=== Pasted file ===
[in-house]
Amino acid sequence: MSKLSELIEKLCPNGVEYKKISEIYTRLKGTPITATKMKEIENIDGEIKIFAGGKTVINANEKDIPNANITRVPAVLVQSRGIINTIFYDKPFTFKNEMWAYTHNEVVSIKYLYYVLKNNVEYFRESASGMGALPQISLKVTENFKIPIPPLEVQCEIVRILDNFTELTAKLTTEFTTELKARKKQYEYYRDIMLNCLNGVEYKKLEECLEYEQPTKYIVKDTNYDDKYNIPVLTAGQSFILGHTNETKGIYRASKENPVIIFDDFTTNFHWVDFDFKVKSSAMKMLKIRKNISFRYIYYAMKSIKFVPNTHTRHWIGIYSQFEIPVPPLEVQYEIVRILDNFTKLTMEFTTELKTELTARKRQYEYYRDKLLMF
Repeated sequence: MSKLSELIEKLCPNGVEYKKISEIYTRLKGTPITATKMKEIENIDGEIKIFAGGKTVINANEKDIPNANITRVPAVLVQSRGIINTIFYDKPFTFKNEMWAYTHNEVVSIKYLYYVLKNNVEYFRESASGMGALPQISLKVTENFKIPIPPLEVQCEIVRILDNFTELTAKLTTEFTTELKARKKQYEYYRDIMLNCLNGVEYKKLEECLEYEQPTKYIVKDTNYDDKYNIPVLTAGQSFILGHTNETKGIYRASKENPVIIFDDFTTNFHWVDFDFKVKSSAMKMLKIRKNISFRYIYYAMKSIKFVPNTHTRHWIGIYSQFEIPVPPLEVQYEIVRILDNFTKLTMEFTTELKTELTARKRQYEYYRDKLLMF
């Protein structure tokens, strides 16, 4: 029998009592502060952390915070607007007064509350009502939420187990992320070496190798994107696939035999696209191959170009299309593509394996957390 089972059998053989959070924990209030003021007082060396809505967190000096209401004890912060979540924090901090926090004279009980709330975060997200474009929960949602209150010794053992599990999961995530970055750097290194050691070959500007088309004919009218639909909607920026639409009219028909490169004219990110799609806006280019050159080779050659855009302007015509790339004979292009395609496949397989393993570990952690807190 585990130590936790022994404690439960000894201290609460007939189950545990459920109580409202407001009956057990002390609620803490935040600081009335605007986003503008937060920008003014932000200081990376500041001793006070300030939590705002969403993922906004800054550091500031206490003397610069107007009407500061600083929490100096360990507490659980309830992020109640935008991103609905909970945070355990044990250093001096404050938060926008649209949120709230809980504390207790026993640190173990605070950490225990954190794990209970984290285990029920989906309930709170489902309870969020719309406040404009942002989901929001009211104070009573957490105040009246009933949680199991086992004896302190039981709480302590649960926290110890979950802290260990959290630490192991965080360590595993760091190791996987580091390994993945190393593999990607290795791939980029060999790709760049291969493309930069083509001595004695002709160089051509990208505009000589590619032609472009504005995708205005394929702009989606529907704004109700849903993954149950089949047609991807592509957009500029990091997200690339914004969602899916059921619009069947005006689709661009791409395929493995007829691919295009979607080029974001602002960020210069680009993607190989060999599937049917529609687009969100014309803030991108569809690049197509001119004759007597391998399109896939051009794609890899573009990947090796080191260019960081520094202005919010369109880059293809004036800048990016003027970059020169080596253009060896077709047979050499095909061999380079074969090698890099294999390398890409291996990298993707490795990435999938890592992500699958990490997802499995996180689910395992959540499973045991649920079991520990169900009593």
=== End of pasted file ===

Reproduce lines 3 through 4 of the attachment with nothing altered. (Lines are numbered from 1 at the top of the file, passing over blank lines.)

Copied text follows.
Repeated sequence: MSKLSELIEKLCPNGVEYKKISEIYTRLKGTPITATKMKEIENIDGEIKIFAGGKTVINANEKDIPNANITRVPAVLVQSRGIINTIFYDKPFTFKNEMWAYTHNEVVSIKYLYYVLKNNVEYFRESASGMGALPQISLKVTENFKIPIPPLEVQCEIVRILDNFTELTAKLTTEFTTELKARKKQYEYYRDIMLNCLNGVEYKKLEECLEYEQPTKYIVKDTNYDDKYNIPVLTAGQSFILGHTNETKGIYRASKENPVIIFDDFTTNFHWVDFDFKVKSSAMKMLKIRKNISFRYIYYAMKSIKFVPNTHTRHWIGIYSQFEIPVPPLEVQYEIVRILDNFTKLTMEFTTELKTELTARKRQYEYYRDKLLMF
């Protein structure tokens, strides 16, 4: 029998009592502060952390915070607007007064509350009502939420187990992320070496190798994107696939035999696209191959170009299309593509394996957390 089972059998053989959070924990209030003021007082060396809505967190000096209401004890912060979540924090901090926090004279009980709330975060997200474009929960949602209150010794053992599990999961995530970055750097290194050691070959500007088309004919009218639909909607920026639409009219028909490169004219990110799609806006280019050159080779050659855009302007015509790339004979292009395609496949397989393993570990952690807190 585990130590936790022994404690439960000894201290609460007939189950545990459920109580409202407001009956057990002390609620803490935040600081009335605007986003503008937060920008003014932000200081990376500041001793006070300030939590705002969403993922906004800054550091500031206490003397610069107007009407500061600083929490100096360990507490659980309830992020109640935008991103609905909970945070355990044990250093001096404050938060926008649209949120709230809980504390207790026993640190173990605070950490225990954190794990209970984290285990029920989906309930709170489902309870969020719309406040404009942002989901929001009211104070009573957490105040009246009933949680199991086992004896302190039981709480302590649960926290110890979950802290260990959290630490192991965080360590595993760091190791996987580091390994993945190393593999990607290795791939980029060999790709760049291969493309930069083509001595004695002709160089051509990208505009000589590619032609472009504005995708205005394929702009989606529907704004109700849903993954149950089949047609991807592509957009500029990091997200690339914004969602899916059921619009069947005006689709661009791409395929493995007829691919295009979607080029974001602002960020210069680009993607190989060999599937049917529609687009969100014309803030991108569809690049197509001119004759007597391998399109896939051009794609890899573009990947090796080191260019960081520094202005919010369109880059293809004036800048990016003027970059020169080596253009060896077709047979050499095909061999380079074969090698890099294999390398890409291996990298993707490795990435999938890592992500699958990490997802499995996180689910395992959540499973045991649920079991520990169900009593």